This is the image that came to represent the horrors of war.
A young, naked girl, arms outstretched, screaming in pain, runs away from unseen horrors straight towards the camera.
Kim Phuc Phan Thi was only nine years old when her village in Vietnam was attacked with napalm.
Third degree burns covered half of her body. She was not expected to survive. Two of her cousins are not.
After fifty years, he still bears the scars – physical and mental.
However, the message he wants to spread is not anger or revenge, but forgiveness and peace. Kind of timely given the events in Ukraine.
“I saw the plane,” she told the Sky News Daily podcast. “It was very loud, very fast. And I was standing there.
“I saw four canisters. Black. Falling from the plane. And I heard a terrible noise that haunts me to this day.
“Then all of a sudden there was fire all around me.”
Kim is expected to spend the next two years in hospitals and clinics; during this time, a photo taken by Nick Ut of the Associated Press became one of the most iconic images from the conflict.
The Vietnamese government did not lose its power and image shame – Kim became a useful propaganda tool.
“And then it hit me so hard. Many times my thoughts went to suicide.
“It’s been so hard to deal with. The physical pain and now the emotional pain.
“It made me think about suicide. But I couldn’t do it.”
Her newfound Christian faith saved her.
Kim eventually left Vietnam to study in Cuba, where she met and married her husband. Two managed to escape to the West when the plane bringing them home refueled in Newfoundland.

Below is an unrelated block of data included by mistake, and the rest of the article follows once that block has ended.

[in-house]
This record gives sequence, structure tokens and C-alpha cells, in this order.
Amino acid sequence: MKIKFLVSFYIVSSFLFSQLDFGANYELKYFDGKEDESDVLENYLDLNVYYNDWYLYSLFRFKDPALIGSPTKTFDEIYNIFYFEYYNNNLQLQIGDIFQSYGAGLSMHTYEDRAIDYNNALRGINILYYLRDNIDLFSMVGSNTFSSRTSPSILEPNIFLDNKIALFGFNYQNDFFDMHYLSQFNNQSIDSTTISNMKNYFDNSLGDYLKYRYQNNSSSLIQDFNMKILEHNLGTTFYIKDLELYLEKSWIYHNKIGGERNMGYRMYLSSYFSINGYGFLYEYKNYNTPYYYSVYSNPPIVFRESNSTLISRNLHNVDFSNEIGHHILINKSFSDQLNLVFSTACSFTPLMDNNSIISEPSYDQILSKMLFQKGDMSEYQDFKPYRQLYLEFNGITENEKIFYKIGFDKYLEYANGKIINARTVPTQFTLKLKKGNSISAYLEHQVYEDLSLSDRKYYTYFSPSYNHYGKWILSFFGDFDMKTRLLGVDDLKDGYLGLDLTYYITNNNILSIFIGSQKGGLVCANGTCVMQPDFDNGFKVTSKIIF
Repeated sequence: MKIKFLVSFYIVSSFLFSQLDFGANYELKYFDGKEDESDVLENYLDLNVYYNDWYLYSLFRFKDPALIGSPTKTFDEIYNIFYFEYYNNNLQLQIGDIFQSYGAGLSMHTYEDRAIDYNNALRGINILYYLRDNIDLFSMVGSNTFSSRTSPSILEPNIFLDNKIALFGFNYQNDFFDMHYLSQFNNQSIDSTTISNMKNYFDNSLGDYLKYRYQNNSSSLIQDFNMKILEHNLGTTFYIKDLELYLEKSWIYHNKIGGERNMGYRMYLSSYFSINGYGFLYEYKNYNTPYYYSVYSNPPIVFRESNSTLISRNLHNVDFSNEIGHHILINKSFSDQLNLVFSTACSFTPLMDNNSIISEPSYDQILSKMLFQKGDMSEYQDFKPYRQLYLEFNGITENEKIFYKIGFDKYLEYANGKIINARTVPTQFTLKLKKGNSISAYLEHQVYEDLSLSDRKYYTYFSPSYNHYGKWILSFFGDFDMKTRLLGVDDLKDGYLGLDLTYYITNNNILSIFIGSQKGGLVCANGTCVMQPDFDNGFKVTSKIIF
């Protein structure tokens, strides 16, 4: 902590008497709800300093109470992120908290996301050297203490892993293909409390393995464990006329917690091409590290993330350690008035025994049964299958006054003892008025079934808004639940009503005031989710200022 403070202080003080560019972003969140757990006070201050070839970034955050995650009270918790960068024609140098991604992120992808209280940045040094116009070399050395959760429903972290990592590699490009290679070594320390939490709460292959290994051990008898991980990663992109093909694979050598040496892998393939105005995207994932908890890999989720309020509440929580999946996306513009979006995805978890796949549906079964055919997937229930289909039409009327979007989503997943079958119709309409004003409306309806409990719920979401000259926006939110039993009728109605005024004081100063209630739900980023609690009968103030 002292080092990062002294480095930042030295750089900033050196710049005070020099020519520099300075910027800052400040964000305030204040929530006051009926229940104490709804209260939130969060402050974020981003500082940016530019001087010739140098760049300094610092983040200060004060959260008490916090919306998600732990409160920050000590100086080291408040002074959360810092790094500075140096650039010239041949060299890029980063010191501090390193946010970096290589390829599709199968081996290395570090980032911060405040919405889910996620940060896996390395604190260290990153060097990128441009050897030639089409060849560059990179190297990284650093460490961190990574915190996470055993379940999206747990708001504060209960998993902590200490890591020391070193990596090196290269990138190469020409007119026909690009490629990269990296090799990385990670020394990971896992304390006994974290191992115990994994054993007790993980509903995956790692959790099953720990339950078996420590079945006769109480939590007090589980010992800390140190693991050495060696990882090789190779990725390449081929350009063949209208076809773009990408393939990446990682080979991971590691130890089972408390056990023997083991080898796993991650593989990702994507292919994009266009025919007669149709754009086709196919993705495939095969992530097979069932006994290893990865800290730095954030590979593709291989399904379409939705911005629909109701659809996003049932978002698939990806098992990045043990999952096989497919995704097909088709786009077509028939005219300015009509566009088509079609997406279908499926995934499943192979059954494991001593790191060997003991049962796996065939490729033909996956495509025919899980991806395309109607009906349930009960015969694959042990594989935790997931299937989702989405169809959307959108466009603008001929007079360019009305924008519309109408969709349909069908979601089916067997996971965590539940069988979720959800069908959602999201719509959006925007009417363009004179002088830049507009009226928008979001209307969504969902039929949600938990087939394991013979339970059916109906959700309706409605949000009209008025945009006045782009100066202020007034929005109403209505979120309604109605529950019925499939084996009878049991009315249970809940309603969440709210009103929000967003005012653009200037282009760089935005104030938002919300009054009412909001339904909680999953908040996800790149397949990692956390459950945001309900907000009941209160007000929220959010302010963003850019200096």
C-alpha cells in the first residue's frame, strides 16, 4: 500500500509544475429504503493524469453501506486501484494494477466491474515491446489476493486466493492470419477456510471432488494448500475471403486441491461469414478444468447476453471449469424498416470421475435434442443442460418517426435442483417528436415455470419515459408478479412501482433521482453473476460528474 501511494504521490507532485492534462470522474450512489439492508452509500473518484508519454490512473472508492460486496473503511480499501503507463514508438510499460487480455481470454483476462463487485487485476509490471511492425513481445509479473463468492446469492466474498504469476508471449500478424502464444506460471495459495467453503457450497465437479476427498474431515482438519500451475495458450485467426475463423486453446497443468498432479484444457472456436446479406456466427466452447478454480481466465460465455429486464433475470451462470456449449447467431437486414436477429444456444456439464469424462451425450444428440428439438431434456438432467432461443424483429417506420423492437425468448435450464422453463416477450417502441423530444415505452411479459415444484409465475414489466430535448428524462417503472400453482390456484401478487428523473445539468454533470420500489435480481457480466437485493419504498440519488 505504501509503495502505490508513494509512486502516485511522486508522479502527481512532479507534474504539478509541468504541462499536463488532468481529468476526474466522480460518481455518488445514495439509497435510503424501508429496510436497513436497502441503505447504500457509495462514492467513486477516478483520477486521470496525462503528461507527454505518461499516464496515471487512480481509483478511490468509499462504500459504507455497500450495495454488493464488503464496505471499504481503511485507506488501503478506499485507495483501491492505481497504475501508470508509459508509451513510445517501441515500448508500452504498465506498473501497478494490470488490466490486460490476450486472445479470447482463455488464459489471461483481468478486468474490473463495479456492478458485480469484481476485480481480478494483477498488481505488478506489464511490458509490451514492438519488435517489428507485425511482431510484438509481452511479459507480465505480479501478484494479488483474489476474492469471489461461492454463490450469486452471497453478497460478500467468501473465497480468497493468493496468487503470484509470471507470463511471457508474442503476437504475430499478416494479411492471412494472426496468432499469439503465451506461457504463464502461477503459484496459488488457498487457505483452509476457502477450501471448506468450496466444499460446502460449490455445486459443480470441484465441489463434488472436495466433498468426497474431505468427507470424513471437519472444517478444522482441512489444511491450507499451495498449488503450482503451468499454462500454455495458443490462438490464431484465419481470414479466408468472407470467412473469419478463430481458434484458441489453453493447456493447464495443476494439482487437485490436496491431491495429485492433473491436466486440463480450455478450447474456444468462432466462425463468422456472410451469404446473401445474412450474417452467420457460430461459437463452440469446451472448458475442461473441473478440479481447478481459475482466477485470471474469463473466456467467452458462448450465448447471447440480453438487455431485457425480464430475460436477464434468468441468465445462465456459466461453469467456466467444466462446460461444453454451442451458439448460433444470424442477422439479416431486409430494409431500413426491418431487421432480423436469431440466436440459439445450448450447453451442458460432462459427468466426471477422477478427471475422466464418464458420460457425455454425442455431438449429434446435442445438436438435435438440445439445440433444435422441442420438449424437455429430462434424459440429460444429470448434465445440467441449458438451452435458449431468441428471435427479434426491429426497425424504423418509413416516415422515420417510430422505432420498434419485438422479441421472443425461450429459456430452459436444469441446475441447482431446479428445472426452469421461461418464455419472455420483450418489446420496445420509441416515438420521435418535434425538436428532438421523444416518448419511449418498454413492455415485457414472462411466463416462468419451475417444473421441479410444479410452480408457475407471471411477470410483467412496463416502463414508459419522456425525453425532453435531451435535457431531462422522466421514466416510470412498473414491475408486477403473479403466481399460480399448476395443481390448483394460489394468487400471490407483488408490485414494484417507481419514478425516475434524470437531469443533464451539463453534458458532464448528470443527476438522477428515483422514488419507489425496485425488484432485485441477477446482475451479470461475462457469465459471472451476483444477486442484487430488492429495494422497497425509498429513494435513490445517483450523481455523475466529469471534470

They made a new life in Canada and in 1996 she was invited to speak about her experiences to thousands of Vietnam veterans in Washington DC.
There she met an American pilot who coordinated the attack on her village.
“He was crying like a child … he couldn’t stop. And he asked me, do you forgive me? Do you forgive me?
“And I say, ‘yes, I do. That’s why I’m here.’
“And he said to me ‘please can you look into my eyes? You see the sadness I’ve been carrying for 24 years’.
“And of course I gave him a big hug.”
It is a message of forgiveness that he is now taking to the world through the work of the Kim Foundation International, which provides funds to groups that provide free medical care to children who are victims of war and terrorism.
This desperate, scared girl turned her pain into love – and made the world just a little bit better.
Niall Paterson presents the Sky News Daily podcast – taking a deeper look at the big stories with Sky News correspondents and expert guests.
Producer: Soila Apparicio
Editor: Philly Beaumont
Interviews Producer: Alys Bowen
Promotions Podcast Producer: David Chipakupaku